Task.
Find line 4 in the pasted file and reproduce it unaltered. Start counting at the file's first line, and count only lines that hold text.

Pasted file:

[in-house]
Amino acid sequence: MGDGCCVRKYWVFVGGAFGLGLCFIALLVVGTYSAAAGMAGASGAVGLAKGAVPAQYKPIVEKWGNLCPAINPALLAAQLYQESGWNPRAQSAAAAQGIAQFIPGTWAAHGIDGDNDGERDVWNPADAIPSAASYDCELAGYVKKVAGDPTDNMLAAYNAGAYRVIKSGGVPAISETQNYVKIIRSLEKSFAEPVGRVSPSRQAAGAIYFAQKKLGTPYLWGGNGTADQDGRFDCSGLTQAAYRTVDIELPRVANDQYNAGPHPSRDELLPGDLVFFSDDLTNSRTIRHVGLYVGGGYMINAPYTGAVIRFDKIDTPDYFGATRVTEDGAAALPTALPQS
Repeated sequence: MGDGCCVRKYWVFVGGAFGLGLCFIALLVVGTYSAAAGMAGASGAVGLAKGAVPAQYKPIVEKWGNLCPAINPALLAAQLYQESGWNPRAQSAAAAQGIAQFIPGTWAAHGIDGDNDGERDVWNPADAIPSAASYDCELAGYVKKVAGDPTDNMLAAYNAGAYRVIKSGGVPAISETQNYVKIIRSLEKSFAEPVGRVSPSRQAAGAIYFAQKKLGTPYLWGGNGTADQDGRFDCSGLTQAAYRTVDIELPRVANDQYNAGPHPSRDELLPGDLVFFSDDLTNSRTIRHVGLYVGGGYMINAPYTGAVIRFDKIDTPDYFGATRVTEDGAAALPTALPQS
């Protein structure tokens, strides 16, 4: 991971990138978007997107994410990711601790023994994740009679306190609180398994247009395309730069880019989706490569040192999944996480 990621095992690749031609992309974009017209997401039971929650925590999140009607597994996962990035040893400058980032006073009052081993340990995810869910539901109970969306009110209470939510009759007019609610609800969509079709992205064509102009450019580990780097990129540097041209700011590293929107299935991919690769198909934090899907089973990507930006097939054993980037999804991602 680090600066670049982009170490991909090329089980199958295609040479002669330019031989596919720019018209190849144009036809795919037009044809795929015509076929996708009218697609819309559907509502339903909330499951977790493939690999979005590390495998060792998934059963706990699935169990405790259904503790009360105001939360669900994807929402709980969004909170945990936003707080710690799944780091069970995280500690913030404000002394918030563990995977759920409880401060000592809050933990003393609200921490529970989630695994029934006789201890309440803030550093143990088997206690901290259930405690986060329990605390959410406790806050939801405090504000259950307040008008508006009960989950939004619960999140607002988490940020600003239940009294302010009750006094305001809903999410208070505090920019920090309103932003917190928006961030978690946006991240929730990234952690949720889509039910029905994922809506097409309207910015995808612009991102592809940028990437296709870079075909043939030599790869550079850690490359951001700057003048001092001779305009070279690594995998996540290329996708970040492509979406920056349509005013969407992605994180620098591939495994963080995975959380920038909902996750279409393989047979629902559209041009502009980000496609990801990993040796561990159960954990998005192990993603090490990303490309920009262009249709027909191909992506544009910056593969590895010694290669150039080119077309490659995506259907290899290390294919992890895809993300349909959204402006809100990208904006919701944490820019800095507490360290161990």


């Protein structure tokens, strides 16, 4: 991971990138978007997107994410990711601790023994994740009679306190609180398994247009395309730069880019989706490569040192999944996480 990621095992690749031609992309974009017209997401039971929650925590999140009607597994996962990035040893400058980032006073009052081993340990995810869910539901109970969306009110209470939510009759007019609610609800969509079709992205064509102009450019580990780097990129540097041209700011590293929107299935991919690769198909934090899907089973990507930006097939054993980037999804991602 680090600066670049982009170490991909090329089980199958295609040479002669330019031989596919720019018209190849144009036809795919037009044809795929015509076929996708009218697609819309559907509502339903909330499951977790493939690999979005590390495998060792998934059963706990699935169990405790259904503790009360105001939360669900994807929402709980969004909170945990936003707080710690799944780091069970995280500690913030404000002394918030563990995977759920409880401060000592809050933990003393609200921490529970989630695994029934006789201890309440803030550093143990088997206690901290259930405690986060329990605390959410406790806050939801405090504000259950307040008008508006009960989950939004619960999140607002988490940020600003239940009294302010009750006094305001809903999410208070505090920019920090309103932003917190928006961030978690946006991240929730990234952690949720889509039910029905994922809506097409309207910015995808612009991102592809940028990437296709870079075909043939030599790869550079850690490359951001700057003048001092001779305009070279690594995998996540290329996708970040492509979406920056349509005013969407992605994180620098591939495994963080995975959380920038909902996750279409393989047979629902559209041009502009980000496609990801990993040796561990159960954990998005192990993603090490990303490309920009262009249709027909191909992506544009910056593969590895010694290669150039080119077309490659995506259907290899290390294919992890895809993300349909959204402006809100990208904006919701944490820019800095507490360290161990």